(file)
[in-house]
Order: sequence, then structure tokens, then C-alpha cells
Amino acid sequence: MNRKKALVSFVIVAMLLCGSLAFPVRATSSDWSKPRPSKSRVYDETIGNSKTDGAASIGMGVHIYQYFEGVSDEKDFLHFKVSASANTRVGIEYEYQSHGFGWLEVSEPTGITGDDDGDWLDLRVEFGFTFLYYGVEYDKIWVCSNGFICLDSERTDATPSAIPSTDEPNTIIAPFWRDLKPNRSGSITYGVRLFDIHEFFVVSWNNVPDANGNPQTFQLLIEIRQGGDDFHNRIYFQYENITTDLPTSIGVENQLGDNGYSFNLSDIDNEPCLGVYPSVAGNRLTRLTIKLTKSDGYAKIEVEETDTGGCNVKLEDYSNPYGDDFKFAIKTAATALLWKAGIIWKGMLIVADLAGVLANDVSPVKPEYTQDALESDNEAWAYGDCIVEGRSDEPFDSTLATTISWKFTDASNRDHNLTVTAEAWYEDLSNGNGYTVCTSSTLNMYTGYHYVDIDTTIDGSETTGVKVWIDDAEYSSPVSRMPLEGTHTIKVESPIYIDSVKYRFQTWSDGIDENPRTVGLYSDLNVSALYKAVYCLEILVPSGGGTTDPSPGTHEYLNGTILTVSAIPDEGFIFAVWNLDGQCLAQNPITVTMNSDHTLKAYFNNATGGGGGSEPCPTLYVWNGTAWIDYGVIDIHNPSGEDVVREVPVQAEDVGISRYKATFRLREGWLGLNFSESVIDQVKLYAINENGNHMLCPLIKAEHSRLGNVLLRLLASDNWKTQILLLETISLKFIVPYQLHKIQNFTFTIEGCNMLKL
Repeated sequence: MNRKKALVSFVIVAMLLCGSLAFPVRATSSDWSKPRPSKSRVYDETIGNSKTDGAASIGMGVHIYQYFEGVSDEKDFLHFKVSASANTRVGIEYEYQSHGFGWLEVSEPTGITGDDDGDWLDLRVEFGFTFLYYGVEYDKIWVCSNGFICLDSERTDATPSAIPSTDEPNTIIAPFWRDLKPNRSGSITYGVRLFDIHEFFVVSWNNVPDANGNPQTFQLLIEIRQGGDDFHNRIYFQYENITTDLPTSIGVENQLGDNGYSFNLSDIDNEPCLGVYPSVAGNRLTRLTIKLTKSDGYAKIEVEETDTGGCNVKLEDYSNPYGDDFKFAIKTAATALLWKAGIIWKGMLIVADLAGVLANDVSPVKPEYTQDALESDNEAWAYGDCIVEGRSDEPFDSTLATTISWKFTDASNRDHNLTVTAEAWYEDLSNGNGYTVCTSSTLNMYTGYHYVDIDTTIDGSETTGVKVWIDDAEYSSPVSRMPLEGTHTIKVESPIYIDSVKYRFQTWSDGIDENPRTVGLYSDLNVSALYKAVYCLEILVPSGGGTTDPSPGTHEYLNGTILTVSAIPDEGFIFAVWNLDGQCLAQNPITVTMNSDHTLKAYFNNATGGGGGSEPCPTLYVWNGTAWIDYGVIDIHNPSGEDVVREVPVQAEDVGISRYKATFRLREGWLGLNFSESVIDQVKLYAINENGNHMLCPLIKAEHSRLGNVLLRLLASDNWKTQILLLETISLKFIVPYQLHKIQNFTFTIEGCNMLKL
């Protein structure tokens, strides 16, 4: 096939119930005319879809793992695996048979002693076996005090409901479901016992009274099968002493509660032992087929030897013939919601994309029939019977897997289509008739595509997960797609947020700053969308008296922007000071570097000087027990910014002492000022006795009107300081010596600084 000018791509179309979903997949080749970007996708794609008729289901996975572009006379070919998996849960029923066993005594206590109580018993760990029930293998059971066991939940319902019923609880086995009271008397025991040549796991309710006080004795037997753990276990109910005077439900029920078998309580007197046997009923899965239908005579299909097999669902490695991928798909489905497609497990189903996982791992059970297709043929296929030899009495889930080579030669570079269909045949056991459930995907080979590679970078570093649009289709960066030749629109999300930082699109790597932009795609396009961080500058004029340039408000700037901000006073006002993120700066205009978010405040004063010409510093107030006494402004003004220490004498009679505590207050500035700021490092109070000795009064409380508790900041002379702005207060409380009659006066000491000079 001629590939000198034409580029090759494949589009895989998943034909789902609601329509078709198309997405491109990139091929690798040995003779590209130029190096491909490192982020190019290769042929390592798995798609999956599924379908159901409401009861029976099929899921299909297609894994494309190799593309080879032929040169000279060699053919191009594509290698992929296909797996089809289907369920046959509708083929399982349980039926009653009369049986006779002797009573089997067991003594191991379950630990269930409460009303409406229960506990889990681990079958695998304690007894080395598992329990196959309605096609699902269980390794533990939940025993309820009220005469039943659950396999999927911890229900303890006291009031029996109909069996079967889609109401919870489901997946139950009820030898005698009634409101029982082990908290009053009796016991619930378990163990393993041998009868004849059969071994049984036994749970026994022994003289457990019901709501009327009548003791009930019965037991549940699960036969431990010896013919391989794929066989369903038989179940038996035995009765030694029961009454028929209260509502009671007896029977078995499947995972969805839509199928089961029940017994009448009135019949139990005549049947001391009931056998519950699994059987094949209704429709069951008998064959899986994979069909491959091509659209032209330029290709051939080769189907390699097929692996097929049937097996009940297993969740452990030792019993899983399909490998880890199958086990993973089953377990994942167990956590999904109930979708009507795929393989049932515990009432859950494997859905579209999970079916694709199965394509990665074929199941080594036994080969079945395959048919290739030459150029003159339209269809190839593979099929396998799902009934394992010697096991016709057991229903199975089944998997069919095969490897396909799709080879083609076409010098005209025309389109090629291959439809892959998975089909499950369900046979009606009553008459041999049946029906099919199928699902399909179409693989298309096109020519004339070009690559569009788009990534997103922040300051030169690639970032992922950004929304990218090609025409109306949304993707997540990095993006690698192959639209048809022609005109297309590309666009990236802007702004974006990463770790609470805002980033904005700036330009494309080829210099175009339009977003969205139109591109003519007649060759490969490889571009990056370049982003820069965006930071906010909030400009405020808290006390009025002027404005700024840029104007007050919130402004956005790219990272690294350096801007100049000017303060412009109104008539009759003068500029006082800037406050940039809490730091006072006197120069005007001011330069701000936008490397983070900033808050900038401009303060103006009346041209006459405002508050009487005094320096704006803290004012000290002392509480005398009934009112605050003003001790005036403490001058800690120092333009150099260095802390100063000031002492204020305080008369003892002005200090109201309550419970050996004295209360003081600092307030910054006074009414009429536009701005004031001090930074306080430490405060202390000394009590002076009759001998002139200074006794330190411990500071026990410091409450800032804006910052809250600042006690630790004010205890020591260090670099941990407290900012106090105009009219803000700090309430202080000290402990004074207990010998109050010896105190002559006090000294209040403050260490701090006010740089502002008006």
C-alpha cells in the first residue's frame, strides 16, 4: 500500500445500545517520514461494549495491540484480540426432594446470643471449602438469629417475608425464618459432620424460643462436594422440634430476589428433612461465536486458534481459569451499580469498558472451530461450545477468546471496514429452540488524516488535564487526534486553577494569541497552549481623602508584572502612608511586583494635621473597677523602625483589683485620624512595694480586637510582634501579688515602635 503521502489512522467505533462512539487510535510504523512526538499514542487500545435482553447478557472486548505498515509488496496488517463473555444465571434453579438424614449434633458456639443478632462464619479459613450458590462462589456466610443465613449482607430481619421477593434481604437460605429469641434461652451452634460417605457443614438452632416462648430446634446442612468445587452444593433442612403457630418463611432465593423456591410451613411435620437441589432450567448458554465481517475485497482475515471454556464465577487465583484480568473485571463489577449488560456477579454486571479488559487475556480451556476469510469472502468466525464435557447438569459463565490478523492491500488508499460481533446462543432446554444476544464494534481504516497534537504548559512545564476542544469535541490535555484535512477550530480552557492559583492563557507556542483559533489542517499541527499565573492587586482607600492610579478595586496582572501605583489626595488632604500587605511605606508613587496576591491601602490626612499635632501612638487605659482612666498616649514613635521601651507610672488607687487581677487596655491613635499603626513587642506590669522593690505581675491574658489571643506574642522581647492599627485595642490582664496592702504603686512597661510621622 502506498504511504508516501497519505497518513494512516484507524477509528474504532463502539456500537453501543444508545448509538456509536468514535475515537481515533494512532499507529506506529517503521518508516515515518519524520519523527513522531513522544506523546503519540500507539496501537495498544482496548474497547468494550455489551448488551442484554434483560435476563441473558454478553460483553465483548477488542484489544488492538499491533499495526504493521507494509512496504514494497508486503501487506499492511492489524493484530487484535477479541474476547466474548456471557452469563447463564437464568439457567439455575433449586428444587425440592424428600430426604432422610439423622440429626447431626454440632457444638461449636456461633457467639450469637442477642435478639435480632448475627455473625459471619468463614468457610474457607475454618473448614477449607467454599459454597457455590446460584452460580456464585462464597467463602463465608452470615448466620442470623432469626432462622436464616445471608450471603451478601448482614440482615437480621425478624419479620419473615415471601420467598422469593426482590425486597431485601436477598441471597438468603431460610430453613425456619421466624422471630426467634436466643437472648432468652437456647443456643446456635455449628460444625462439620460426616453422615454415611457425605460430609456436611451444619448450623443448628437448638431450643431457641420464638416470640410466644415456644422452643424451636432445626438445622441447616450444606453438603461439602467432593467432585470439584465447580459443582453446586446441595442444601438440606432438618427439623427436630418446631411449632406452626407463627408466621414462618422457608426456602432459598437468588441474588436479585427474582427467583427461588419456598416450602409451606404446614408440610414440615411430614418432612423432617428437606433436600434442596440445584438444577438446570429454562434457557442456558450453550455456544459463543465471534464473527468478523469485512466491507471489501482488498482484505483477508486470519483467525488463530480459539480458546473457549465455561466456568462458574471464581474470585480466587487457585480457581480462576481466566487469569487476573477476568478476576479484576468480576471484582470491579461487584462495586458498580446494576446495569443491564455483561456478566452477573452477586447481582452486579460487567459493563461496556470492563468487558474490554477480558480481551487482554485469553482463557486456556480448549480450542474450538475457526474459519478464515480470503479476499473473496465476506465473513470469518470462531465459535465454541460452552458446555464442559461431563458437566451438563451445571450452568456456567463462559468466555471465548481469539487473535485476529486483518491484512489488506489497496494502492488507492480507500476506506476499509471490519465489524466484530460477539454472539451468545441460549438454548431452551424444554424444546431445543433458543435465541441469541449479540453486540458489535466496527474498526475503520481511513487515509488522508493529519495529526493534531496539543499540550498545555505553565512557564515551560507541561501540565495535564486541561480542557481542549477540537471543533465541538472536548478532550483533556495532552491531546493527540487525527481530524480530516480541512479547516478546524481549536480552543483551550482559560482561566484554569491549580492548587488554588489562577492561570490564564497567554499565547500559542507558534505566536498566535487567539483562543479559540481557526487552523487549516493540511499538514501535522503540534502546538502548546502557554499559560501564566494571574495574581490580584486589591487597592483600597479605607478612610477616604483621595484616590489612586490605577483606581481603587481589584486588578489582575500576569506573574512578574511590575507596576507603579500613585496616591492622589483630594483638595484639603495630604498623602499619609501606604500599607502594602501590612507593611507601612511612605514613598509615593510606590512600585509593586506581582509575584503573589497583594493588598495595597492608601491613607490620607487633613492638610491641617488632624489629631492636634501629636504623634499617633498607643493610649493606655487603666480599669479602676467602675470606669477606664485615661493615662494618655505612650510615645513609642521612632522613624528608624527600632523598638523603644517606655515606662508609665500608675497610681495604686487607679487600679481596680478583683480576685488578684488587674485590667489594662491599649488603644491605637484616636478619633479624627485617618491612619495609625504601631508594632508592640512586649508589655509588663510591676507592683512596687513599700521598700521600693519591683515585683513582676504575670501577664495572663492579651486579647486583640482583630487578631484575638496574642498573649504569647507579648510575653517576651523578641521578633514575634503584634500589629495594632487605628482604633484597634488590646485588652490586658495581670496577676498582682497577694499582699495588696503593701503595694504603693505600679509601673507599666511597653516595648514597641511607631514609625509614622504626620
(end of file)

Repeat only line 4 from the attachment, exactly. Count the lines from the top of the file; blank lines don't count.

Repeated sequence: MNRKKALVSFVIVAMLLCGSLAFPVRATSSDWSKPRPSKSRVYDETIGNSKTDGAASIGMGVHIYQYFEGVSDEKDFLHFKVSASANTRVGIEYEYQSHGFGWLEVSEPTGITGDDDGDWLDLRVEFGFTFLYYGVEYDKIWVCSNGFICLDSERTDATPSAIPSTDEPNTIIAPFWRDLKPNRSGSITYGVRLFDIHEFFVVSWNNVPDANGNPQTFQLLIEIRQGGDDFHNRIYFQYENITTDLPTSIGVENQLGDNGYSFNLSDIDNEPCLGVYPSVAGNRLTRLTIKLTKSDGYAKIEVEETDTGGCNVKLEDYSNPYGDDFKFAIKTAATALLWKAGIIWKGMLIVADLAGVLANDVSPVKPEYTQDALESDNEAWAYGDCIVEGRSDEPFDSTLATTISWKFTDASNRDHNLTVTAEAWYEDLSNGNGYTVCTSSTLNMYTGYHYVDIDTTIDGSETTGVKVWIDDAEYSSPVSRMPLEGTHTIKVESPIYIDSVKYRFQTWSDGIDENPRTVGLYSDLNVSALYKAVYCLEILVPSGGGTTDPSPGTHEYLNGTILTVSAIPDEGFIFAVWNLDGQCLAQNPITVTMNSDHTLKAYFNNATGGGGGSEPCPTLYVWNGTAWIDYGVIDIHNPSGEDVVREVPVQAEDVGISRYKATFRLREGWLGLNFSESVIDQVKLYAINENGNHMLCPLIKAEHSRLGNVLLRLLASDNWKTQILLLETISLKFIVPYQLHKIQNFTFTIEGCNMLKL